There’s an abundance of driver assistance systems available to make long journeys much less tiring, but they do cost extra.

On the whole the BMW 3 Series Touring is an excellent family car. It’s practical, comfortable and good fun to drive, but you do have to be prepared to hand over a bit of extra cash for some must-have options such as adaptive cruise control and lumbar support. Do this and you’ll have one of the best estate cars around.

Keen on making a BMW 3 Series Touring your next car? Check out the latest offers available through carwow, or check out the latest used BMWs available now. And if you’re selling your current car, see how you can do that through carwow too.

How much is the BMW 3 Series Touring

The BMW 3 Series Touring has a RRP range of £42,430 to £61,635. However, with Carwow you can save on average £5,220. Prices start at £39,163 if paying cash. Monthly payments start at £472. The price of a used BMW 3 Series Touring on Carwow starts at £16,880.

Our most popular versions of the BMW 3 Series Touring are:

Model version Carwow price from
320i M Sport 5dr Step Auto £40,313 Compare offers

The BMW 3 Series Touring is slightly more expensive than the Audi A4 Avant, but it undercuts the Mercedes C-Class Estate on price. While there are quite a few optional extras, you still get a decent amount of standard equipment.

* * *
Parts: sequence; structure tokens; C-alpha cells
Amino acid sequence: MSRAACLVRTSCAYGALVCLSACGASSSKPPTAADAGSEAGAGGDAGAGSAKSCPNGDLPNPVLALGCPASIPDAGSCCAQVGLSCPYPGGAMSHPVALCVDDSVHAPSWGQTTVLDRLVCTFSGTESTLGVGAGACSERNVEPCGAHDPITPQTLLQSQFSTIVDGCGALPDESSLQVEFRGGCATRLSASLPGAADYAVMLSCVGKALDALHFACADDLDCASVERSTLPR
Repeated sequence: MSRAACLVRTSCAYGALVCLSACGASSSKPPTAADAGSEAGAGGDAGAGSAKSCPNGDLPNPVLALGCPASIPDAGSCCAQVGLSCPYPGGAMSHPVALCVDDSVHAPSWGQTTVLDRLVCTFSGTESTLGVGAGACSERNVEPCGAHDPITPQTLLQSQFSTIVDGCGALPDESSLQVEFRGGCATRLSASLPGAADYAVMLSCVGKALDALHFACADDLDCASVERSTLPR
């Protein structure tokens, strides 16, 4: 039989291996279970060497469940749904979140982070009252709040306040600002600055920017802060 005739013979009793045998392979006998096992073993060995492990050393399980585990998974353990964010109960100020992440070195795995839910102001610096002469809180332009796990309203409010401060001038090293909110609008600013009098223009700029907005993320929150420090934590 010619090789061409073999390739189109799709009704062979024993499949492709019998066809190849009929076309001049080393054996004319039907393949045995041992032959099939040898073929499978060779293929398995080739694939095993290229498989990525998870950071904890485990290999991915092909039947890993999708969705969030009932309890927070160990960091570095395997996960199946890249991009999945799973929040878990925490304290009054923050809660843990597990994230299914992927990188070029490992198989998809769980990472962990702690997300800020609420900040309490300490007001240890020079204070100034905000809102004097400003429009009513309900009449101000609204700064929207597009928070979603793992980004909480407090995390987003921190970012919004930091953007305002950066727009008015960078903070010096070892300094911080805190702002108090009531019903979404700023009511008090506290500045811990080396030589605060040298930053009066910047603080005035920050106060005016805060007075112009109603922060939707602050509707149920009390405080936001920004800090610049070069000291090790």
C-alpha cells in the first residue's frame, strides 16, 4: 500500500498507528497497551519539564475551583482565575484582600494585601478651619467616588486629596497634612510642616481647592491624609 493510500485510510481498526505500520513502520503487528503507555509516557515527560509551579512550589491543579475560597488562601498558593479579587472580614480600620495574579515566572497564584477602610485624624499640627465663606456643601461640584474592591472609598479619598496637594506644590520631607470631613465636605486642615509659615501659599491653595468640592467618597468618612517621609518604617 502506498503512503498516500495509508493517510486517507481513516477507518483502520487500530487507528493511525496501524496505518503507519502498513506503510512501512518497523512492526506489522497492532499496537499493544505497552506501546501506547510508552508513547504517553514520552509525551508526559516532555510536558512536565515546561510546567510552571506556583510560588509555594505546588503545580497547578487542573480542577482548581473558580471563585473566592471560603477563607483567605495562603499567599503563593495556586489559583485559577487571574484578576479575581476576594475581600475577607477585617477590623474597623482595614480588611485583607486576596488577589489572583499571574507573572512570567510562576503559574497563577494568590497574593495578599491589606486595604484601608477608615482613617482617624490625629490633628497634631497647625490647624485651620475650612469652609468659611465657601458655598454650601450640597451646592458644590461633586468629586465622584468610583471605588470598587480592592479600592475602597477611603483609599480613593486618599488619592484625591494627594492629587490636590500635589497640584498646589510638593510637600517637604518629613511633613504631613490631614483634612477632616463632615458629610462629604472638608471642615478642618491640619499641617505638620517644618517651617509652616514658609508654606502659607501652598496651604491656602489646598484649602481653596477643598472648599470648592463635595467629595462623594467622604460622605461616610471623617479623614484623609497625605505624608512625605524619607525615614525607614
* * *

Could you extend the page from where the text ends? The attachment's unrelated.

All cars get a 14.9-inch curved infotainment system with a 12.3-inch digital driver’s display, front and rear parking sensors, a reversing camera, heated seats and LED headlamps. M Sport is the pick of the range though, thanks to its more aggressive styling.

Performance and drive comfort

The BMW 3 Series Touring is comfortable, great fun to drive and comes with a range of engines to suit all needs, but many of its advanced driver assistance features cost extra

In town

Wafting around town in the BMW 3 Series Touring is a stress-free experience. All-round visibility is good and you can jack the seat up enough to get a good view out. It’s easy to judge in tight spaces, however you still don’t get the same raised driving position as an SUV.